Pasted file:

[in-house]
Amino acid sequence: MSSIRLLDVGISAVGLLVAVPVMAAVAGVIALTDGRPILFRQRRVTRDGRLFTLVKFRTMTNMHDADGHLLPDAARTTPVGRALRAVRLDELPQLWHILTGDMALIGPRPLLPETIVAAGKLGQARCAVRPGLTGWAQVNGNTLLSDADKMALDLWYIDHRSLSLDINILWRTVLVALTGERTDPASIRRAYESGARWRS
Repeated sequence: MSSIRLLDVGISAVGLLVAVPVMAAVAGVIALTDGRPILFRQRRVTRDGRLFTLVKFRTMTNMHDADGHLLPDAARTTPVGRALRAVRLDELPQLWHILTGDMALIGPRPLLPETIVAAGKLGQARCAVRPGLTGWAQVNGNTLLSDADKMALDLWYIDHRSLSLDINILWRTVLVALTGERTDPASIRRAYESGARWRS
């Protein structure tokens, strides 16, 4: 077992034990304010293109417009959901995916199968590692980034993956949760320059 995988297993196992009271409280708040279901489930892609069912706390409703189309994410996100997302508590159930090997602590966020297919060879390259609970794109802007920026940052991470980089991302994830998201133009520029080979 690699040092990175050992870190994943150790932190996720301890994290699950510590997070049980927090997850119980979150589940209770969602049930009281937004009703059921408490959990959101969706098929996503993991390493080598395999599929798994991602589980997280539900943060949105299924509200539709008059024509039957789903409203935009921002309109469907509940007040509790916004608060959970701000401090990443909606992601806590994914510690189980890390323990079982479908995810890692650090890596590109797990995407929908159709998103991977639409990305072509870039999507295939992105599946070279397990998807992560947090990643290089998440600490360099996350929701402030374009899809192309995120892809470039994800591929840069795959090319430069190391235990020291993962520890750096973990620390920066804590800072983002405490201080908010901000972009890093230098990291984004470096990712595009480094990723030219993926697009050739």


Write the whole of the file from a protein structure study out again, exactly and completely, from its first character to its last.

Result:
[in-house]
Amino acid sequence: MSSIRLLDVGISAVGLLVAVPVMAAVAGVIALTDGRPILFRQRRVTRDGRLFTLVKFRTMTNMHDADGHLLPDAARTTPVGRALRAVRLDELPQLWHILTGDMALIGPRPLLPETIVAAGKLGQARCAVRPGLTGWAQVNGNTLLSDADKMALDLWYIDHRSLSLDINILWRTVLVALTGERTDPASIRRAYESGARWRS
Repeated sequence: MSSIRLLDVGISAVGLLVAVPVMAAVAGVIALTDGRPILFRQRRVTRDGRLFTLVKFRTMTNMHDADGHLLPDAARTTPVGRALRAVRLDELPQLWHILTGDMALIGPRPLLPETIVAAGKLGQARCAVRPGLTGWAQVNGNTLLSDADKMALDLWYIDHRSLSLDINILWRTVLVALTGERTDPASIRRAYESGARWRS
């Protein structure tokens, strides 16, 4: 077992034990304010293109417009959901995916199968590692980034993956949760320059 995988297993196992009271409280708040279901489930892609069912706390409703189309994410996100997302508590159930090997602590966020297919060879390259609970794109802007920026940052991470980089991302994830998201133009520029080979 690699040092990175050992870190994943150790932190996720301890994290699950510590997070049980927090997850119980979150589940209770969602049930009281937004009703059921408490959990959101969706098929996503993991390493080598395999599929798994991602589980997280539900943060949105299924509200539709008059024509039957789903409203935009921002309109469907509940007040509790916004608060959970701000401090990443909606992601806590994914510690189980890390323990079982479908995810890692650090890596590109797990995407929908159709998103991977639409990305072509870039999507295939992105599946070279397990998807992560947090990643290089998440600490360099996350929701402030374009899809192309995120892809470039994800591929840069795959090319430069190391235990020291993962520890750096973990620390920066804590800072983002405490201080908010901000972009890093230098990291984004470096990712595009480094990723030219993926697009050739």